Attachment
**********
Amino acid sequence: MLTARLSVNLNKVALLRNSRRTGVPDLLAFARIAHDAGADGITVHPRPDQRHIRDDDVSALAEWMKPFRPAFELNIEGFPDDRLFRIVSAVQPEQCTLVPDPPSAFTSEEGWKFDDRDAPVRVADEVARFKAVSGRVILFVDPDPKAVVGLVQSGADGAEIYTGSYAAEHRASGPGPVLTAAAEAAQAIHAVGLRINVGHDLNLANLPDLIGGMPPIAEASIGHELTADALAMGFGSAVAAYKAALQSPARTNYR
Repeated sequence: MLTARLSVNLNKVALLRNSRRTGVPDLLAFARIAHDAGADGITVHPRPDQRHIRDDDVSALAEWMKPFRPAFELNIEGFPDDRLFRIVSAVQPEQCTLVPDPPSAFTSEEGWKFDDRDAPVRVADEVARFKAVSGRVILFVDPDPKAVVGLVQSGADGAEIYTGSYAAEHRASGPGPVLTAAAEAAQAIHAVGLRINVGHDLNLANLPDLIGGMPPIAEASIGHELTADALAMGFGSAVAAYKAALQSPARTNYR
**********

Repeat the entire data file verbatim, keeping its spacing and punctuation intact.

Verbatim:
Amino acid sequence: MLTARLSVNLNKVALLRNSRRTGVPDLLAFARIAHDAGADGITVHPRPDQRHIRDDDVSALAEWMKPFRPAFELNIEGFPDDRLFRIVSAVQPEQCTLVPDPPSAFTSEEGWKFDDRDAPVRVADEVARFKAVSGRVILFVDPDPKAVVGLVQSGADGAEIYTGSYAAEHRASGPGPVLTAAAEAAQAIHAVGLRINVGHDLNLANLPDLIGGMPPIAEASIGHELTADALAMGFGSAVAAYKAALQSPARTNYR
Repeated sequence: MLTARLSVNLNKVALLRNSRRTGVPDLLAFARIAHDAGADGITVHPRPDQRHIRDDDVSALAEWMKPFRPAFELNIEGFPDDRLFRIVSAVQPEQCTLVPDPPSAFTSEEGWKFDDRDAPVRVADEVARFKAVSGRVILFVDPDPKAVVGLVQSGADGAEIYTGSYAAEHRASGPGPVLTAAAEAAQAIHAVGLRINVGHDLNLANLPDLIGGMPPIAEASIGHELTADALAMGFGSAVAAYKAALQSPARTNYR